Cast Blog: #TOPCHEF

Four-Star Forgeries

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Make George's Cravable Breakfast Sausage

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Make Doug's Winning Mussels

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Make Doug's Winning Braised Pork!

Gail: We Had a Tough Job This Week

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Make Gregory's Winning Dumplings

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Make a Home Run-Worthy Popcorn Crème Brule

Hugh: Where There's a Will There's a Fenway

Gail: Keriann and Aaron Were Being ---holes

Make the Winning Surf and Turf

Gail: We're Taking No Prisoners

Richard Goes From Player to Announcer

Tom Talks Boston

Gail: There Was No Season 11 Underdog

Hugh Wants Nick to Be Kind to Himself

Gail: It Was Difficult to Let Go of Shirley

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Gail: The Final Four Are Like Our Children

Emeril Is Proud to Serve Shirley's Dish

Hugh: Enough With the Mexican Food Hate

Gail on Favreau, Choi, and Finding Yourself

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Nick's License to Immune

Hugh's Sitting on the Dock of the Bay

Hugh Decides Eight Is Enough

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Fin, Found, Floundering

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Gris Gris Boucherie Ya Ya

Brian and Travis' Dud Spuds

Four-Star Forgeries

Tom Colicchio talks about the challenge at Le Bernardin and what it must have been like for the chefs to cook under Chef Eric Ripert.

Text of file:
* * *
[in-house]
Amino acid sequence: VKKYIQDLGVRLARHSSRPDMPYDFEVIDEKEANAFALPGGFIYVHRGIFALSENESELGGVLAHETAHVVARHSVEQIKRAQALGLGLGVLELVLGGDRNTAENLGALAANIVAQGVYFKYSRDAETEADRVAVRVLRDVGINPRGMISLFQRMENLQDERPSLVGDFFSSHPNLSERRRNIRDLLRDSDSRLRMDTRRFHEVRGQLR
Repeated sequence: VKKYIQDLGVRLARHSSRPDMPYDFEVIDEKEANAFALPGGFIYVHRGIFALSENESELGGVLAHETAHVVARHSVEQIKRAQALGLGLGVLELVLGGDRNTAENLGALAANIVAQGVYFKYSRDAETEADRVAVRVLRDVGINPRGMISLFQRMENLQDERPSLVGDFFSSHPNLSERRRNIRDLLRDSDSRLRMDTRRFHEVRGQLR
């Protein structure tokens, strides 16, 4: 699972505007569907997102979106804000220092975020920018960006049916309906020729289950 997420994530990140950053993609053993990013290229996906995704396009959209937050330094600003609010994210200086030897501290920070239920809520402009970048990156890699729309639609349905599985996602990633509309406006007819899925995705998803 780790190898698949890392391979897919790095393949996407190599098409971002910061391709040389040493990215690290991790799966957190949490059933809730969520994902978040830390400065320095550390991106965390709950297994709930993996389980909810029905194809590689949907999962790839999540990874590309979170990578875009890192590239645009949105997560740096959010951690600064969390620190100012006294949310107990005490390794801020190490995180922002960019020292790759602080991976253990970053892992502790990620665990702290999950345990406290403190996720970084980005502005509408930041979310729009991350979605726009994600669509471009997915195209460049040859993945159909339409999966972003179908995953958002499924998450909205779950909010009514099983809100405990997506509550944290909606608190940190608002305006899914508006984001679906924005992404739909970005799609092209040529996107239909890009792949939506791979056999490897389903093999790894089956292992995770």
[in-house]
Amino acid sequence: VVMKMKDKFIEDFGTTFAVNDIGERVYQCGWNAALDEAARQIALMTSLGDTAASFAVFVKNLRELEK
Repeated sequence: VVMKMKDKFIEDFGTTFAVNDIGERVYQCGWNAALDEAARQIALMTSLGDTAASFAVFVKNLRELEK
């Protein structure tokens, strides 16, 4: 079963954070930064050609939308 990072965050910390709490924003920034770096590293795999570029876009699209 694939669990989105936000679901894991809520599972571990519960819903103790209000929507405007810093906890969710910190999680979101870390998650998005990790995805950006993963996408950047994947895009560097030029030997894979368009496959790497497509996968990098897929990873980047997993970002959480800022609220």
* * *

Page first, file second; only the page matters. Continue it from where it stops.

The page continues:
As a child, I loved going crabbing and fishing with my grandfather. Growing up in an Italian family, crabs meant one thing: crab gravy. We would cook the crabs, clean them, remove the shells and simmer them in marinara. What does this have to do with eels? Everything. We’d often catch eels in the crab traps — a bonus. We’d fry them up with other fish we’d catch along the way and have a big fish fry along with the crab marinara, and, quite honestly, the fried eels were often the highlight of the meal. But that was the payoff for hard work on my part: Upon returning from fishing or crabbing with our catch, my grandfather would head upstairs for a nap, and I’d be left to clean all the fish, eels included.

Stefan’s method of nailing the head of the still-squirming dead eel is one way to do it. The other way, though not quite as gruesome, is still not for the squeamish. You cut through the other side of the neck, straight through the bone to the skin, without cutting all the way through the skin. You then work your thumb between the meat and the skin, take a dry rag, and grab the bone and whatever meat you can get some purchase on (with the towel, since it’s slimey), grab the head with one hand and strip the eel inside out with your other hand in one deft move. — There you have it – my eel-skinning technique. Good luck with it, y’all!